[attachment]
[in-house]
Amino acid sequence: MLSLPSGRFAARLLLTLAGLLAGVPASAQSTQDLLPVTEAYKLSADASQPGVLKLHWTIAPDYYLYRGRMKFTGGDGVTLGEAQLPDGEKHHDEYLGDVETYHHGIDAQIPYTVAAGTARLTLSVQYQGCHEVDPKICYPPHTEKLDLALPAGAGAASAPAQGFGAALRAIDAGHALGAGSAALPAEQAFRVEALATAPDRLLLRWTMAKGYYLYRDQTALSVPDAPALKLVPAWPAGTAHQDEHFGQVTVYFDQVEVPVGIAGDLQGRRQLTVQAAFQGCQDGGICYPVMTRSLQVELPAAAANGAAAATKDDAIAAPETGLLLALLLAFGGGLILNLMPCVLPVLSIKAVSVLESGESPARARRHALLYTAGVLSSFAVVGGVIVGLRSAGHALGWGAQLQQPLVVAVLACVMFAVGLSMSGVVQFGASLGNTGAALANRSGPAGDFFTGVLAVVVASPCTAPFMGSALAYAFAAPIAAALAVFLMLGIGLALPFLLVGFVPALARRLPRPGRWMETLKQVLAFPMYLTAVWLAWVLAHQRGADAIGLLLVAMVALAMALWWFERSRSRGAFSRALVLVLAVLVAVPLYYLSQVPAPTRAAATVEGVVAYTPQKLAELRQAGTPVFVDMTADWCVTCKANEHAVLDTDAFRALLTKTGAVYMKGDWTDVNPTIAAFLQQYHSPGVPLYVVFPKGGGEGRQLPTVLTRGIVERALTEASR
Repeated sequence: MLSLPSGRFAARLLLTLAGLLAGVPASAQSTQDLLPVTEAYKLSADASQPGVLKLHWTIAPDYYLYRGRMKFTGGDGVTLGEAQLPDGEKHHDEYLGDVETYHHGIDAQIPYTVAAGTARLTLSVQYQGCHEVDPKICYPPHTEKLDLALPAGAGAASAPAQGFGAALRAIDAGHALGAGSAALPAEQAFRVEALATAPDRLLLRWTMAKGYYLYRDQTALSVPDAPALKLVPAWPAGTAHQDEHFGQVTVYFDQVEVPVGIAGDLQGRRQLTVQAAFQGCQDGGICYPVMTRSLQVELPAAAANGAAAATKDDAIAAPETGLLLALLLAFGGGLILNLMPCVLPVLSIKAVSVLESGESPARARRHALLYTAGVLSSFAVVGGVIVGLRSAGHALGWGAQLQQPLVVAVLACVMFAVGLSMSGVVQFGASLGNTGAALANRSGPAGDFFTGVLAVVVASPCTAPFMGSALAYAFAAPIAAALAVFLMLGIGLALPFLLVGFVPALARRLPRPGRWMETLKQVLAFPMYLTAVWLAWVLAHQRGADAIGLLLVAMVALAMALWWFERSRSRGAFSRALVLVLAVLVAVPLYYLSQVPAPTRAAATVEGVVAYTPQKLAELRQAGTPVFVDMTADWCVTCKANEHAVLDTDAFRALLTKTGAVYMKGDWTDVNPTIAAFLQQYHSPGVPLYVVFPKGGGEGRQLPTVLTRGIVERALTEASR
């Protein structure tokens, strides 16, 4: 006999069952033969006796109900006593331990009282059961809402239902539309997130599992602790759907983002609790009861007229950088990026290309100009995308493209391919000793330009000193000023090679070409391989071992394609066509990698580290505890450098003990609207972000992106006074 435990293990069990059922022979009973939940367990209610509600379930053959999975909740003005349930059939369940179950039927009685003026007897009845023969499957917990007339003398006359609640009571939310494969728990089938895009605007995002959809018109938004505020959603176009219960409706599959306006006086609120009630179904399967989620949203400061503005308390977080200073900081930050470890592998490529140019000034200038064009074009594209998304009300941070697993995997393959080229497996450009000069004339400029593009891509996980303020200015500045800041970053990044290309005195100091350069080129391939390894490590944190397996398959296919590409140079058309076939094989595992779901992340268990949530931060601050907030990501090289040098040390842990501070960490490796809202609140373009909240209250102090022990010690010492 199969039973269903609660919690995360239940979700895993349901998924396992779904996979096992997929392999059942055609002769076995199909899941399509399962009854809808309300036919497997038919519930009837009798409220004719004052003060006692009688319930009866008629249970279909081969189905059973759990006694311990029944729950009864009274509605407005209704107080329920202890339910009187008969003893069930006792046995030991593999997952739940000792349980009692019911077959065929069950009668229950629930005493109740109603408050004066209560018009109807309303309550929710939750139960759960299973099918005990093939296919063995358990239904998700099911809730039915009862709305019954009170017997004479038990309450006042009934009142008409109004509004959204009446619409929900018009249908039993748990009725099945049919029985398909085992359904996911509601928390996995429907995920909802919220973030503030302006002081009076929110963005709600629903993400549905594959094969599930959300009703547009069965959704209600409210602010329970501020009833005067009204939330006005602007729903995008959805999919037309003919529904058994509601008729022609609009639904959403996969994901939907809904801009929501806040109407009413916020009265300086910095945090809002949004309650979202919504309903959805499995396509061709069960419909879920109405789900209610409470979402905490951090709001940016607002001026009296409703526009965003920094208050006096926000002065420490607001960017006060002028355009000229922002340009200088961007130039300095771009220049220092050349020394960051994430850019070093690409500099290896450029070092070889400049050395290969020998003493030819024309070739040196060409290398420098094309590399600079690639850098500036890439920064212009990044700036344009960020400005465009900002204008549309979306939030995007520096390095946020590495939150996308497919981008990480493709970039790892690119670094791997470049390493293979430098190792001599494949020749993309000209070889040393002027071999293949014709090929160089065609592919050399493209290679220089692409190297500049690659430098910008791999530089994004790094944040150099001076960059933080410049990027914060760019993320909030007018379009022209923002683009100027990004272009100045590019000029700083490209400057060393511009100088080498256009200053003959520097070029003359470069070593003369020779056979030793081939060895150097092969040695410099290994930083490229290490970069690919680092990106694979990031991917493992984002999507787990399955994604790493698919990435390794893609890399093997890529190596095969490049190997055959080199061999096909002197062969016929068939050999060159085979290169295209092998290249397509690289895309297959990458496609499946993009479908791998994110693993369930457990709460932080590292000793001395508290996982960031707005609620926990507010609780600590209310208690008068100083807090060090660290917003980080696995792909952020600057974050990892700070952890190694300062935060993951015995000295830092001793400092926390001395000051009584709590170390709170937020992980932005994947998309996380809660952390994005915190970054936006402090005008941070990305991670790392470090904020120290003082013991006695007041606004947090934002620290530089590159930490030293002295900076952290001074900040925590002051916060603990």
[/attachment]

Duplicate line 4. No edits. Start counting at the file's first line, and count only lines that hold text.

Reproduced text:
């Protein structure tokens, strides 16, 4: 006999069952033969006796109900006593331990009282059961809402239902539309997130599992602790759907983002609790009861007229950088990026290309100009995308493209391919000793330009000193000023090679070409391989071992394609066509990698580290505890450098003990609207972000992106006074 435990293990069990059922022979009973939940367990209610509600379930053959999975909740003005349930059939369940179950039927009685003026007897009845023969499957917990007339003398006359609640009571939310494969728990089938895009605007995002959809018109938004505020959603176009219960409706599959306006006086609120009630179904399967989620949203400061503005308390977080200073900081930050470890592998490529140019000034200038064009074009594209998304009300941070697993995997393959080229497996450009000069004339400029593009891509996980303020200015500045800041970053990044290309005195100091350069080129391939390894490590944190397996398959296919590409140079058309076939094989595992779901992340268990949530931060601050907030990501090289040098040390842990501070960490490796809202609140373009909240209250102090022990010690010492 199969039973269903609660919690995360239940979700895993349901998924396992779904996979096992997929392999059942055609002769076995199909899941399509399962009854809808309300036919497997038919519930009837009798409220004719004052003060006692009688319930009866008629249970279909081969189905059973759990006694311990029944729950009864009274509605407005209704107080329920202890339910009187008969003893069930006792046995030991593999997952739940000792349980009692019911077959065929069950009668229950629930005493109740109603408050004066209560018009109807309303309550929710939750139960759960299973099918005990093939296919063995358990239904998700099911809730039915009862709305019954009170017997004479038990309450006042009934009142008409109004509004959204009446619409929900018009249908039993748990009725099945049919029985398909085992359904996911509601928390996995429907995920909802919220973030503030302006002081009076929110963005709600629903993400549905594959094969599930959300009703547009069965959704209600409210602010329970501020009833005067009204939330006005602007729903995008959805999919037309003919529904058994509601008729022609609009639904959403996969994901939907809904801009929501806040109407009413916020009265300086910095945090809002949004309650979202919504309903959805499995396509061709069960419909879920109405789900209610409470979402905490951090709001940016607002001026009296409703526009965003920094208050006096926000002065420490607001960017006060002028355009000229922002340009200088961007130039300095771009220049220092050349020394960051994430850019070093690409500099290896450029070092070889400049050395290969020998003493030819024309070739040196060409290398420098094309590399600079690639850098500036890439920064212009990044700036344009960020400005465009900002204008549309979306939030995007520096390095946020590495939150996308497919981008990480493709970039790892690119670094791997470049390493293979430098190792001599494949020749993309000209070889040393002027071999293949014709090929160089065609592919050399493209290679220089692409190297500049690659430098910008791999530089994004790094944040150099001076960059933080410049990027914060760019993320909030007018379009022209923002683009100027990004272009100045590019000029700083490209400057060393511009100088080498256009200053003959520097070029003359470069070593003369020779056979030793081939060895150097092969040695410099290994930083490229290490970069690919680092990106694979990031991917493992984002999507787990399955994604790493698919990435390794893609890399093997890529190596095969490049190997055959080199061999096909002197062969016929068939050999060159085979290169295209092998290249397509690289895309297959990458496609499946993009479908791998994110693993369930457990709460932080590292000793001395508290996982960031707005609620926990507010609780600590209310208690008068100083807090060090660290917003980080696995792909952020600057974050990892700070952890190694300062935060993951015995000295830092001793400092926390001395000051009584709590170390709170937020992980932005994947998309996380809660952390994005915190970054936006402090005008941070990305991670790392470090904020120290003082013991006695007041606004947090934002620290530089590159930490030293002295900076952290001074900040925590002051916060603990």